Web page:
The conductive layers can be continuous over the active area of the touch sensor or can be patterned. For example, the conductive layer 122 disposed on the microstructures can be continuous over all the microstructures or patterned to reside on separate microstructures, or sets of microstructures, with gaps in between. Conductive layer 112 can also be continuous or patterned. Applications of patterned conductive layers are discussed in more detail in connection with
Microstructures 130 can include any suitable structures, including but not limited to those shown and described in this document. Microstructures 130 can be integral to substrate 120 or can be separately formed, adhered, or otherwise provided on substrate 120. For example,
Referring back to
The present invention allows the use of solid, deformable and resilient filler materials in resistive touch sensors. A microstructured conductive layer can be provided so that the microstructures are able to penetrate the deformable filler material upon application of a sufficient touch force so that reproducible and predictable electrical contacts can be made between the conductive layers of the device when activated. In contrast, it may be difficult, if possible, to make contact between two essentially planar conductive layers through a solid, deformable filler material, much less consistent and reproducible contact that is not destructive to the filler layer (e.g., that does not result in permanent local deformations and/or holes in the filler).
Exemplary solid, deformable fillers include materials that can maintain sufficient electrical separation between the conductive layers and that exhibit deformability and resiliency properties that allow compression and/or penetration of the filler to allow electrical contact between the conductive layers via one or more microstructures upon application of sufficient touch force. Exemplary fillers include silicones, polysiloxanes, polyurethanes, polysilicone-polyurethanes, rubber, ethylene-vinyl acetate copolymers, phenolic nitrile rubber, styrene butadiene rubber, polyether-block-amides, and polyolefins, as well as various gels and other like materials. For example, gel materials such as those disclosed in U.S. Pat. No. 5,686,705 can be used, particularly in applications where the device is not transparent. Clear deformable filler materials (for example clear silicone materials) may be particularly suited to applications where a display or other object is meant to be viewable through the device. The filler material can additionally include insulating or conductive particles for spacing, optical diffusion, aid in making electrical contact, and so forth.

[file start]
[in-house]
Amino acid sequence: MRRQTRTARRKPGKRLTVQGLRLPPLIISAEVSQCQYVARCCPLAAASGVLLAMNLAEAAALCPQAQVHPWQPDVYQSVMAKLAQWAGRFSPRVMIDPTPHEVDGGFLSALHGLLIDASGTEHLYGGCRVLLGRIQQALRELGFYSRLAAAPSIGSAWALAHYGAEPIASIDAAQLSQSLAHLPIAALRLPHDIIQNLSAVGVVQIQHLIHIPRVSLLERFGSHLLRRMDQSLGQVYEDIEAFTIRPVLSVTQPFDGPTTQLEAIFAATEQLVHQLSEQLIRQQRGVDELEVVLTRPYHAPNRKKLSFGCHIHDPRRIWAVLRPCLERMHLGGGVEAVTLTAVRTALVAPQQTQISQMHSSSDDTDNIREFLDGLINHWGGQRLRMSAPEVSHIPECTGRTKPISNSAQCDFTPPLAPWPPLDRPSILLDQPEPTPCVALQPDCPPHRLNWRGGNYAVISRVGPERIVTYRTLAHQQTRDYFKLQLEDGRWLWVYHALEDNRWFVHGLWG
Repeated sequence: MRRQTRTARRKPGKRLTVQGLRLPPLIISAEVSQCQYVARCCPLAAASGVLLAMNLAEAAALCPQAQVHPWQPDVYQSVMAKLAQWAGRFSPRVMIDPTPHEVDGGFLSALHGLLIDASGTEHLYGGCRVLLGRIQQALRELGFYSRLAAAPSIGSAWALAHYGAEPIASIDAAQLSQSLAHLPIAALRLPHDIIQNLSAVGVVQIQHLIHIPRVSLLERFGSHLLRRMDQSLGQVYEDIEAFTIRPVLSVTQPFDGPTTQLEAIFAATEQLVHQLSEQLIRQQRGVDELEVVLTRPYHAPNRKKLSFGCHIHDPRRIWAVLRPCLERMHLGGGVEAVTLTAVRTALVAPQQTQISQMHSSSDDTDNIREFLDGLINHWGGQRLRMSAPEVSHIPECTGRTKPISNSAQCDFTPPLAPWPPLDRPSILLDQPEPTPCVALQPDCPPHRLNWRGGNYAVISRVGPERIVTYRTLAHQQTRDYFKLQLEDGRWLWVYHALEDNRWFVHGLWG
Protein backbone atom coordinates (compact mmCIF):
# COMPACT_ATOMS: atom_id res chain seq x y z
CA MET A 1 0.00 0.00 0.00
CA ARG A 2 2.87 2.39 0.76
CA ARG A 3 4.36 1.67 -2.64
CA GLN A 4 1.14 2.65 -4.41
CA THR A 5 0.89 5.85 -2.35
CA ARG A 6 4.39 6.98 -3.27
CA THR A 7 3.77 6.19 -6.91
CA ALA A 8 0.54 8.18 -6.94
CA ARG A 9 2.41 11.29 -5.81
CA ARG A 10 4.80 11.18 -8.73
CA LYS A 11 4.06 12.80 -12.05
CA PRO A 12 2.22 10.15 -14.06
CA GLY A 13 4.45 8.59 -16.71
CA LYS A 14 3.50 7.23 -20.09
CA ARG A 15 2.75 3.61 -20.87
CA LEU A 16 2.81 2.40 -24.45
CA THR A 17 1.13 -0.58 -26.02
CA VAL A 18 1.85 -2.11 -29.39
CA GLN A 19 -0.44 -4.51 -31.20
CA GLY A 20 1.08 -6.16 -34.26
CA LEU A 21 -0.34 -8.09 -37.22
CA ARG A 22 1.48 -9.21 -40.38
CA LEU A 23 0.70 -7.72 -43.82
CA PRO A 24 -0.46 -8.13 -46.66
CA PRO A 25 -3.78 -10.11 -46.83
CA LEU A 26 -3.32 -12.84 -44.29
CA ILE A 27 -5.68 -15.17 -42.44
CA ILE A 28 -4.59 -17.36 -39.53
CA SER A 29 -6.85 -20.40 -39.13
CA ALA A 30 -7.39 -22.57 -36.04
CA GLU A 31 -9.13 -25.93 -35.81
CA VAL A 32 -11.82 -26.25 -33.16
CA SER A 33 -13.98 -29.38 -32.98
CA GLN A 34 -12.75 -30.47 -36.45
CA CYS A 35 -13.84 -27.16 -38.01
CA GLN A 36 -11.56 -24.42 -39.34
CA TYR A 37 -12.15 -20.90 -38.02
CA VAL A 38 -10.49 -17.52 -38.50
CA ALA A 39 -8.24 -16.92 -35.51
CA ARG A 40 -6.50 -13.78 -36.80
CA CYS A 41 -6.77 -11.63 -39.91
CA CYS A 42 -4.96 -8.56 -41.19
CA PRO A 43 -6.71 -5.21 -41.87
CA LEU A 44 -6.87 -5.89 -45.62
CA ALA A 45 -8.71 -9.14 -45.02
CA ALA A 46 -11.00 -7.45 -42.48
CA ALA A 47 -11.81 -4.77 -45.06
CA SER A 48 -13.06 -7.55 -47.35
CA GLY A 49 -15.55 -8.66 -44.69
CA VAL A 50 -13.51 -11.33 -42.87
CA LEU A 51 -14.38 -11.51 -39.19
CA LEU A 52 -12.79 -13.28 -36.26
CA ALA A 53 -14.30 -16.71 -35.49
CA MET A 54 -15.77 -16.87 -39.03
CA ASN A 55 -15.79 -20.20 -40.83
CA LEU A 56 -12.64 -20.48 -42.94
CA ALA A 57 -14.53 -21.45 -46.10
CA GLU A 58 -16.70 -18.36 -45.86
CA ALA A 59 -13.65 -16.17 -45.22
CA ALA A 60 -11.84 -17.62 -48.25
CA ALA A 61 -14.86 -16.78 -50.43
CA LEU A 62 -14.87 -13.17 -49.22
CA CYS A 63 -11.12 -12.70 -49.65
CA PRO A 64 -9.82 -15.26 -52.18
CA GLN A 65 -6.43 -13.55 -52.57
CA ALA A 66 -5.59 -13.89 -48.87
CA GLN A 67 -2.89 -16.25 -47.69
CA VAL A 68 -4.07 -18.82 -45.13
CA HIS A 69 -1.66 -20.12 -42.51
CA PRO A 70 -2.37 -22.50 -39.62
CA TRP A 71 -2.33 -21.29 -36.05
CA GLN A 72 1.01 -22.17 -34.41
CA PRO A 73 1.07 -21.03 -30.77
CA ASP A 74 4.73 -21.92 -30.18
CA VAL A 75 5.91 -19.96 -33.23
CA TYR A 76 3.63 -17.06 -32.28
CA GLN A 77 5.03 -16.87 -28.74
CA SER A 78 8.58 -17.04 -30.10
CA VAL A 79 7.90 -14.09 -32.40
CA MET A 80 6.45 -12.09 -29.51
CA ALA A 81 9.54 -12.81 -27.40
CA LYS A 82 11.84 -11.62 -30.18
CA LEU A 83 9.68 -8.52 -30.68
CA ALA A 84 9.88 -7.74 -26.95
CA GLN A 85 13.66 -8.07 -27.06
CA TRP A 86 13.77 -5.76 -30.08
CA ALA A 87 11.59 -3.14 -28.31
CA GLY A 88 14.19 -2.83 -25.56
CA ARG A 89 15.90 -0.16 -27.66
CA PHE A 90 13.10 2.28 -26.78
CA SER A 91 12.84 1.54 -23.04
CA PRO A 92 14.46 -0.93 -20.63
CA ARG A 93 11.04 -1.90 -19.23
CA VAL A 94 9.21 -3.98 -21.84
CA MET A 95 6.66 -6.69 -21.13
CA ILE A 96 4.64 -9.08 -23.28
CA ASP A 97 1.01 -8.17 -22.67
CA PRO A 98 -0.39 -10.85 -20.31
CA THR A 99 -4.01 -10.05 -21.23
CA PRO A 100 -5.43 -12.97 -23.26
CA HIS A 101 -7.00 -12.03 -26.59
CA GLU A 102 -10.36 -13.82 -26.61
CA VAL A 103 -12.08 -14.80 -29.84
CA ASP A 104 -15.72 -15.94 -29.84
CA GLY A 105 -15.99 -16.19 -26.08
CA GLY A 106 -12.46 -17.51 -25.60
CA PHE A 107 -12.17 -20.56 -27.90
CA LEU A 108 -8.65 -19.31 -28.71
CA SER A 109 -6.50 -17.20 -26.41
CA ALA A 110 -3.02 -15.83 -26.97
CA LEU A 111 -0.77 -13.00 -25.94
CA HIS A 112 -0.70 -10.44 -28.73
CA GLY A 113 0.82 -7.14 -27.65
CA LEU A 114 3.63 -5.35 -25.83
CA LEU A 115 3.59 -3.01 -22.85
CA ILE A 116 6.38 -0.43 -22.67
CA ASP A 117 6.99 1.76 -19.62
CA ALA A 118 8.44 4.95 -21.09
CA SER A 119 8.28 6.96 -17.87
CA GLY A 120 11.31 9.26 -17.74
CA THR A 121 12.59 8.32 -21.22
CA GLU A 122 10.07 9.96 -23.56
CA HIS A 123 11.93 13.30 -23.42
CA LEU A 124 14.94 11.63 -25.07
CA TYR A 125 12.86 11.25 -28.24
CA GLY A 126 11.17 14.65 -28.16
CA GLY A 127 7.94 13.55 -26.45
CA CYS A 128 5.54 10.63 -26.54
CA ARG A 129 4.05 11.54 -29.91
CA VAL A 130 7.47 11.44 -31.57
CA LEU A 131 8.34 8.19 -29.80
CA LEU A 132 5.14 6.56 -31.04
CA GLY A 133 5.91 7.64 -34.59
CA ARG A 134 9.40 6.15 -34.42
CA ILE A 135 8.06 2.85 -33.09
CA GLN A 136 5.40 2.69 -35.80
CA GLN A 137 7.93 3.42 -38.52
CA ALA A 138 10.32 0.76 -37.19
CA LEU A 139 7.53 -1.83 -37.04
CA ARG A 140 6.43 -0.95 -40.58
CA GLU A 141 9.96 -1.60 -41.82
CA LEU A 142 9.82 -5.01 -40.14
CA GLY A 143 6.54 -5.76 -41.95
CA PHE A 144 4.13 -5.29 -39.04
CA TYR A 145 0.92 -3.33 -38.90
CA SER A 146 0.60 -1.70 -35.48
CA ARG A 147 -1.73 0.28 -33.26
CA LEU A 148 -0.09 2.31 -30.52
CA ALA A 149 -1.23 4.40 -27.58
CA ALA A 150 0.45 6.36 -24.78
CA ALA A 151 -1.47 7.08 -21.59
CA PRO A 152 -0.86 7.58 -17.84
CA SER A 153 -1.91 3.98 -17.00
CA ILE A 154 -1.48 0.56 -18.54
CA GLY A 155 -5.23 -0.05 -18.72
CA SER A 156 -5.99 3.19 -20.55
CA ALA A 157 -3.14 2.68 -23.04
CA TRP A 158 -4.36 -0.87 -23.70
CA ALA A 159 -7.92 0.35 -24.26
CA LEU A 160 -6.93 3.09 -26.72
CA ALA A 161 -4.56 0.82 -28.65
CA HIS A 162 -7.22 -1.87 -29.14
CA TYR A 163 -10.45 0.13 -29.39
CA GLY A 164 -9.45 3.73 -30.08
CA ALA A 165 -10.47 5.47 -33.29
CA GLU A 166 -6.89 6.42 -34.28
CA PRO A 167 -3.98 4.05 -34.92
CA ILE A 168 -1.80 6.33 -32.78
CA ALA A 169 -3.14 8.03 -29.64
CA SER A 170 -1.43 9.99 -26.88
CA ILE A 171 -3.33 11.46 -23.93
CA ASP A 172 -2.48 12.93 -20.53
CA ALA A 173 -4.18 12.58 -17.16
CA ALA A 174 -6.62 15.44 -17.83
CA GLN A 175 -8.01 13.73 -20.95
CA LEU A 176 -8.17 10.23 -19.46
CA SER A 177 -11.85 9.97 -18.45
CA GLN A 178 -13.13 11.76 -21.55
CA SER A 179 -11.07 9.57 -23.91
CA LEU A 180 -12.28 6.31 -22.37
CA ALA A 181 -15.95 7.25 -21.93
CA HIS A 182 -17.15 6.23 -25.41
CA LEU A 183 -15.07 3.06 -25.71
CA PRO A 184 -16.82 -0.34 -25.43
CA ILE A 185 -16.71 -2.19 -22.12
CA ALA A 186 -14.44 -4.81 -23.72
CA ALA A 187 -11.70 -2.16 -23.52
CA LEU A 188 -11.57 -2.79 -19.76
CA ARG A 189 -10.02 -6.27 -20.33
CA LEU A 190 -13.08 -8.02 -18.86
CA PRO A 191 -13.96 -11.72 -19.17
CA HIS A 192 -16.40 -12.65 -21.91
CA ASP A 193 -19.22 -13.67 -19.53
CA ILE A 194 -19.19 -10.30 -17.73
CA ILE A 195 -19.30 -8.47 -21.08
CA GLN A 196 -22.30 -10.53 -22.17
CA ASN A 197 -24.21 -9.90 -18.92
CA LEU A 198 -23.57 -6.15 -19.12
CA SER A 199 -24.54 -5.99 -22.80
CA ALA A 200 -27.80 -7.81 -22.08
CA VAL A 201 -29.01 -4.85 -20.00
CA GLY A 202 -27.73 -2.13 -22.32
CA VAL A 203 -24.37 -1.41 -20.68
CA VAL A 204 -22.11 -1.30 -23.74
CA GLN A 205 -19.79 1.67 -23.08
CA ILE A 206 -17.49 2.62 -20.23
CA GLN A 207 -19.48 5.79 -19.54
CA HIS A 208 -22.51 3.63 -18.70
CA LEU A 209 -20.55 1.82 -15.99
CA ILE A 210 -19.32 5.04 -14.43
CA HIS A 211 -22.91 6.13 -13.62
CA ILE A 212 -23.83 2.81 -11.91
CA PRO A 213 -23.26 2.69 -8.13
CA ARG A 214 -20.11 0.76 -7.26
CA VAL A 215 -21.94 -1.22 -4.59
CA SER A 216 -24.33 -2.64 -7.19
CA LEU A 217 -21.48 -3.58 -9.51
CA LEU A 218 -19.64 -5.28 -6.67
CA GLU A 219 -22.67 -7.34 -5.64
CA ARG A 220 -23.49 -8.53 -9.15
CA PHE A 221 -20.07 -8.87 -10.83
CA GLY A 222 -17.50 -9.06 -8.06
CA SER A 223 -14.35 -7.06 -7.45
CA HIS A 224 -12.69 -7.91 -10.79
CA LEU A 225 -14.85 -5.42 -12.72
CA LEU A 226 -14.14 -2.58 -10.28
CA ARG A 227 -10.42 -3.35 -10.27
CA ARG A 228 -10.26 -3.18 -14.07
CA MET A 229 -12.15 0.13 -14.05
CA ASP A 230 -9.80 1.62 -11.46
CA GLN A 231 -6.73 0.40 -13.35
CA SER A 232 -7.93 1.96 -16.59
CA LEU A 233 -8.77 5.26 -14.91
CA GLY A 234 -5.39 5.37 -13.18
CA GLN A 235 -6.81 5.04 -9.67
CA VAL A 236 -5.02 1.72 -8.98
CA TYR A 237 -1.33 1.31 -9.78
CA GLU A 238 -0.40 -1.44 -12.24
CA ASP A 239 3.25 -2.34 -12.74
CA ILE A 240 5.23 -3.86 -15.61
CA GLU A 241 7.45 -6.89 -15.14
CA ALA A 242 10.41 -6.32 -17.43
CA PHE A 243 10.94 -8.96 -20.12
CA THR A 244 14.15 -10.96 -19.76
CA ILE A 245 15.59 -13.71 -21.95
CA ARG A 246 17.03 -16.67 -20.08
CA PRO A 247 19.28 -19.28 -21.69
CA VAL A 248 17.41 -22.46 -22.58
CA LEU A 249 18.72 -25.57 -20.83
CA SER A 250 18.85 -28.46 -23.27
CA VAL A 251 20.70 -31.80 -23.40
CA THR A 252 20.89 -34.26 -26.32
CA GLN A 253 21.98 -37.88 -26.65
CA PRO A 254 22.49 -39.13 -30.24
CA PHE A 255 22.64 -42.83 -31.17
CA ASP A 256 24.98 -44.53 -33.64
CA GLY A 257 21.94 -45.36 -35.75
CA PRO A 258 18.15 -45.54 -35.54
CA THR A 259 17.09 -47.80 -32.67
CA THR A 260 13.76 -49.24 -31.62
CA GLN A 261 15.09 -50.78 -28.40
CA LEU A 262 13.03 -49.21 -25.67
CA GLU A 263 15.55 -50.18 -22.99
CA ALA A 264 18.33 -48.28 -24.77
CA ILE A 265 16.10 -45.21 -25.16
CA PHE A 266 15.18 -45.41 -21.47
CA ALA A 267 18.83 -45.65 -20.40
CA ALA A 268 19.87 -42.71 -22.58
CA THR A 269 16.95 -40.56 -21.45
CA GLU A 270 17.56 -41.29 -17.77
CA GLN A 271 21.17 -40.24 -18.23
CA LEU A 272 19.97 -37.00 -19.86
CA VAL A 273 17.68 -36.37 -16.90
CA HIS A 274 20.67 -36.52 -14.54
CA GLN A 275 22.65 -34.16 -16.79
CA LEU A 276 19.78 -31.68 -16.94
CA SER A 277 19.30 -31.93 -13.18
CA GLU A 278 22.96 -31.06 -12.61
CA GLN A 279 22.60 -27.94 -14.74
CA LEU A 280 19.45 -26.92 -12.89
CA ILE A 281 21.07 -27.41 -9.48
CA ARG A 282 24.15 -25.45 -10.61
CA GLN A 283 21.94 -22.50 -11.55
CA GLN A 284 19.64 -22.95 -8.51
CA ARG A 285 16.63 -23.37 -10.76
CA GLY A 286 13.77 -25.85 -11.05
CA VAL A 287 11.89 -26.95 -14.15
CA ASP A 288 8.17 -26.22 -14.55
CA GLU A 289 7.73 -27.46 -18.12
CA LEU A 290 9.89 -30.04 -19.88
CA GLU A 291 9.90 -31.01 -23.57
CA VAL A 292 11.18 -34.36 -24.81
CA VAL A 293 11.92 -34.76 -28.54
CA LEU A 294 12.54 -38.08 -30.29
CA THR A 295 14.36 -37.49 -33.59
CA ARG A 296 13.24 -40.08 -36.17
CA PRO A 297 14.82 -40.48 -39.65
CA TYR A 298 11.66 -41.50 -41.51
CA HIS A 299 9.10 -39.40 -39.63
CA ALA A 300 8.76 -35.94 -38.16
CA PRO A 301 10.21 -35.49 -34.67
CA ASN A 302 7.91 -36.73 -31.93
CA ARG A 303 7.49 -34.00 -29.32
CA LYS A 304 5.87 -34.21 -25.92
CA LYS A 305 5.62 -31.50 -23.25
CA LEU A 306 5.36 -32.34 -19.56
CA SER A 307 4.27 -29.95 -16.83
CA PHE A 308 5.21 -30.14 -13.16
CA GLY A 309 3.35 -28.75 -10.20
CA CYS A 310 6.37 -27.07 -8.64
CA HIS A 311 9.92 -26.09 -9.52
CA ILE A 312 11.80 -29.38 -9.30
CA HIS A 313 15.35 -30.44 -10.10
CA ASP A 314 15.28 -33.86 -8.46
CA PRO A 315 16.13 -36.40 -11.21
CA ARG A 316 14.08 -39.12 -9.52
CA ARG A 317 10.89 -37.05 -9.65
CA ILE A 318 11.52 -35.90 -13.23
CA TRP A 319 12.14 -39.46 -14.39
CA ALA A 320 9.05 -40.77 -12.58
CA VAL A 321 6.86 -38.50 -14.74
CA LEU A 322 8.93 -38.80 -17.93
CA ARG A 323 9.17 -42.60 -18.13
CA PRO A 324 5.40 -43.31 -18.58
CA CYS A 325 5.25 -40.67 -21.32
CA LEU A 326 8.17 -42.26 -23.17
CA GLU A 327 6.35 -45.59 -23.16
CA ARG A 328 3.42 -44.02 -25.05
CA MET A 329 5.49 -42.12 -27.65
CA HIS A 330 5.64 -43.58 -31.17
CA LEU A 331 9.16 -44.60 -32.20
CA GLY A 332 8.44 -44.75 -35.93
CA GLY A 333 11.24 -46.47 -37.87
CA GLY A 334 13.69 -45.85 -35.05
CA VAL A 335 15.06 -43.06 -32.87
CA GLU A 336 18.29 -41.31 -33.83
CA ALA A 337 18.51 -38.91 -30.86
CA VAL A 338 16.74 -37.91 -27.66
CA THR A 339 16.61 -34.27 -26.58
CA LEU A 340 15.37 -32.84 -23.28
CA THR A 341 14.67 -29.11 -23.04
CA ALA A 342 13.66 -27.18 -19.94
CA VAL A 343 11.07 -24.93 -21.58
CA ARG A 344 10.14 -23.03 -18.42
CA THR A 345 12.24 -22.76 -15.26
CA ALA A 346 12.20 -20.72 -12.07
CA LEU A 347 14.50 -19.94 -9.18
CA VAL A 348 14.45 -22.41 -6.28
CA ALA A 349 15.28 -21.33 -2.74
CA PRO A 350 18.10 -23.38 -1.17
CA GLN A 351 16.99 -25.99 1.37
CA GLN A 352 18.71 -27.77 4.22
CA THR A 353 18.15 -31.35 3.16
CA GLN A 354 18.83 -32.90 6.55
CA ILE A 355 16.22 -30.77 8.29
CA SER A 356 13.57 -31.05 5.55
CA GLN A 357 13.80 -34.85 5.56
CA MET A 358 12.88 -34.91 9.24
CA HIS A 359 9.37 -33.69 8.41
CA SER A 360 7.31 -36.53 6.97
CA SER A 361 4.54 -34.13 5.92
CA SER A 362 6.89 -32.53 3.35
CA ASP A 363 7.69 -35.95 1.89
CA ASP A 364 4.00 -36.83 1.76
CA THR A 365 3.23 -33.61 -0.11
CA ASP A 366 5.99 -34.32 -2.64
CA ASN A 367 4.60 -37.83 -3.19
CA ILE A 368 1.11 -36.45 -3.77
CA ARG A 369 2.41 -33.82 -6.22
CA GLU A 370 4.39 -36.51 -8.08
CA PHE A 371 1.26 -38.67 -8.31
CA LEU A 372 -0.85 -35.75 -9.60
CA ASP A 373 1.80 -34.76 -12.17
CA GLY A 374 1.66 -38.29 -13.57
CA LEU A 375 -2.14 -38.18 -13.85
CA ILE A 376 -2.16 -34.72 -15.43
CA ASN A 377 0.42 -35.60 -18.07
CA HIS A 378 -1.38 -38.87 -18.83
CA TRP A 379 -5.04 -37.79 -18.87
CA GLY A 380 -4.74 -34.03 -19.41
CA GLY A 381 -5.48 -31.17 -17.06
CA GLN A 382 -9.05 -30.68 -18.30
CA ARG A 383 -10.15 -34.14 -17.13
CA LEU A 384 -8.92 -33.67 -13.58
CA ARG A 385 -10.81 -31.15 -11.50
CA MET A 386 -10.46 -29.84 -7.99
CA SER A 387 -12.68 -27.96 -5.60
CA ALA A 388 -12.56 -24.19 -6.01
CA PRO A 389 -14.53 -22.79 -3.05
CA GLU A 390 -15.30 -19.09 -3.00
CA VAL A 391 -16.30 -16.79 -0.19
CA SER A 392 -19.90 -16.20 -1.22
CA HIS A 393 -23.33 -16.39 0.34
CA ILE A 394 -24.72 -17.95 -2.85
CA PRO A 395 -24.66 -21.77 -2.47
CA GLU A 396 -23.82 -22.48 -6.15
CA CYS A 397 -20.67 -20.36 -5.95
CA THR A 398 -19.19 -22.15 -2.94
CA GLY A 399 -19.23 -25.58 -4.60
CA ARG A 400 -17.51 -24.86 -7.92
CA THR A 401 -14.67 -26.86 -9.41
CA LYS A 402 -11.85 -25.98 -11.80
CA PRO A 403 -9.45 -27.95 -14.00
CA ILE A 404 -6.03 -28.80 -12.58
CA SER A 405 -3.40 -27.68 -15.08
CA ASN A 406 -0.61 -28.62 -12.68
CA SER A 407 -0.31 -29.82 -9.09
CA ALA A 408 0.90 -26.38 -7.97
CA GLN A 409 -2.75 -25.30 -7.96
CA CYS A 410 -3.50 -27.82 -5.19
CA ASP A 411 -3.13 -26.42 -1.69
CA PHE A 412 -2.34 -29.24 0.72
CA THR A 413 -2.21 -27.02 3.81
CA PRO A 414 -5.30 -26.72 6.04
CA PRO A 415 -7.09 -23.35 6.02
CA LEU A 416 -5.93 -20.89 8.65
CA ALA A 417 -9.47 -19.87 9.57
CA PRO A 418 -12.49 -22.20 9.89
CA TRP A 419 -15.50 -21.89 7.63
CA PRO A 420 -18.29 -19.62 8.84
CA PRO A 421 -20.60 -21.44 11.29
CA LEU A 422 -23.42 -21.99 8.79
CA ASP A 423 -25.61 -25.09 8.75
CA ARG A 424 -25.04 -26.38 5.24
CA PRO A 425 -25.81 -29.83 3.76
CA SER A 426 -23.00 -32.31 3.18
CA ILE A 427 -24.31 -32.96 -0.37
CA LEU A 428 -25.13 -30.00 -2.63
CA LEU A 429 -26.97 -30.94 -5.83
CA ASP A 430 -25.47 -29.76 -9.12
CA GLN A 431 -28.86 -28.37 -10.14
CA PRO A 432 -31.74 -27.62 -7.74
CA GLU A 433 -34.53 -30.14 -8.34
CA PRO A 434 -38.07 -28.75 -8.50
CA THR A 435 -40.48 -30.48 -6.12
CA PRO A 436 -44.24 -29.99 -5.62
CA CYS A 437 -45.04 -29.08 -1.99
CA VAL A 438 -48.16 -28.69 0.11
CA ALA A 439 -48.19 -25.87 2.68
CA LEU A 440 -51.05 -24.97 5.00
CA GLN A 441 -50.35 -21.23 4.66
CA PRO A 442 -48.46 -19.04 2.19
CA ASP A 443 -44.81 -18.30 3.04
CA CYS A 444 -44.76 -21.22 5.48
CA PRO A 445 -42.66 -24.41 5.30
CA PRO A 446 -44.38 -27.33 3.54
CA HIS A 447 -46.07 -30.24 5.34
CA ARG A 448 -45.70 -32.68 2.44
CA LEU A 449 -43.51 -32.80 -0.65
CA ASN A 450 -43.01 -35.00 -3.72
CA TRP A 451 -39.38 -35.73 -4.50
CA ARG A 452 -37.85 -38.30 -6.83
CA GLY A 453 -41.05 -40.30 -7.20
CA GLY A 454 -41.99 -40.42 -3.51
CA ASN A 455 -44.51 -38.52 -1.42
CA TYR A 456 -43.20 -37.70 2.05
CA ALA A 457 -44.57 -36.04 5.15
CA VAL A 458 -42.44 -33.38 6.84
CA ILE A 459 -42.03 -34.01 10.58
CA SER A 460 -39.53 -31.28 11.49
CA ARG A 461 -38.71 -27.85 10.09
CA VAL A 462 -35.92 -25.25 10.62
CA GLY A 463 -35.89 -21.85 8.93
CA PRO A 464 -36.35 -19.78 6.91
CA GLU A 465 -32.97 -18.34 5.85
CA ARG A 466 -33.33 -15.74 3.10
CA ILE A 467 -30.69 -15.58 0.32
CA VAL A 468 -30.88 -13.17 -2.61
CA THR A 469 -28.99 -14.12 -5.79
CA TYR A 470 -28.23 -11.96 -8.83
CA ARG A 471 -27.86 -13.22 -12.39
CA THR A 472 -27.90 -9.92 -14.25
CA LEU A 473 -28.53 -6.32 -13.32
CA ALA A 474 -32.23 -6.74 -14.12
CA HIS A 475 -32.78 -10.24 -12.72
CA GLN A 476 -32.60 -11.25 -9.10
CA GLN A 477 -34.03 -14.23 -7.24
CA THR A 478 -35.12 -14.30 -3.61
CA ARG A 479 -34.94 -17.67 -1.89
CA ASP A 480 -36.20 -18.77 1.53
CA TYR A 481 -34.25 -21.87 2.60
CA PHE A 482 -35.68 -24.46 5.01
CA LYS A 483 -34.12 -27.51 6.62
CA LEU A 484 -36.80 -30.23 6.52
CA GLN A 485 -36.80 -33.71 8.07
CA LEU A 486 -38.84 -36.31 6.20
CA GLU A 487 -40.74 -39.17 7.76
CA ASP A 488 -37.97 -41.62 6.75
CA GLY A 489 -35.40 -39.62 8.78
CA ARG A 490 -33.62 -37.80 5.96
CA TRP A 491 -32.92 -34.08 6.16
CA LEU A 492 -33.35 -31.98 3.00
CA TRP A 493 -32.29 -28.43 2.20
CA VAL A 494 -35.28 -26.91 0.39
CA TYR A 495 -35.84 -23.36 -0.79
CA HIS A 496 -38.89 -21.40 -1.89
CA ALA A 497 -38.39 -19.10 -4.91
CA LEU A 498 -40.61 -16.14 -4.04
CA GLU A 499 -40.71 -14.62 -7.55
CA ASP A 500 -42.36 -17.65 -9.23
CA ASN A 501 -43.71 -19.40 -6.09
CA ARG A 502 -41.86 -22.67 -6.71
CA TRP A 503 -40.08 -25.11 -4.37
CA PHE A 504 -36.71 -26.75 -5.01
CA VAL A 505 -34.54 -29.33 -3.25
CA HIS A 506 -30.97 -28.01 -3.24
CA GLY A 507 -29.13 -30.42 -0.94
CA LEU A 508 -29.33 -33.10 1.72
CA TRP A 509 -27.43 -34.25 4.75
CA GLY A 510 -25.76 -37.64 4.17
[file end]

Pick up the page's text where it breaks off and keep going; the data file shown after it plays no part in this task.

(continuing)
Filling the gap between the conductive layers can provide several benefits. Filling the gap can eliminate the air gap between the conductive layers that increases reflection and reduces transmission of light, thus being beneficial in applications where it is desirable for the device to be transmissive of visible light due to a resulting increase in contrast, brightness, and resolution. Matching or nearly matching the refractive index of the filler material to the refractive indices of the adjacent layers can further reduce reflections and increase transmission. Filling the gap can also provide protection to the conductive layers, especially for conductive layers that might otherwise be prone to flaking due to repeated contact and flexure such as ITO and other transparent conductive oxides. The filler can also help protect conductive layers from environmental elements to which they are susceptible, for example air or moisture. Thus, aside from optical benefits, the filler can improve durability to the conductive layers, extending their functional lifetime beyond the lifetime of comparable conductive layers in conventional resistive touch sensors.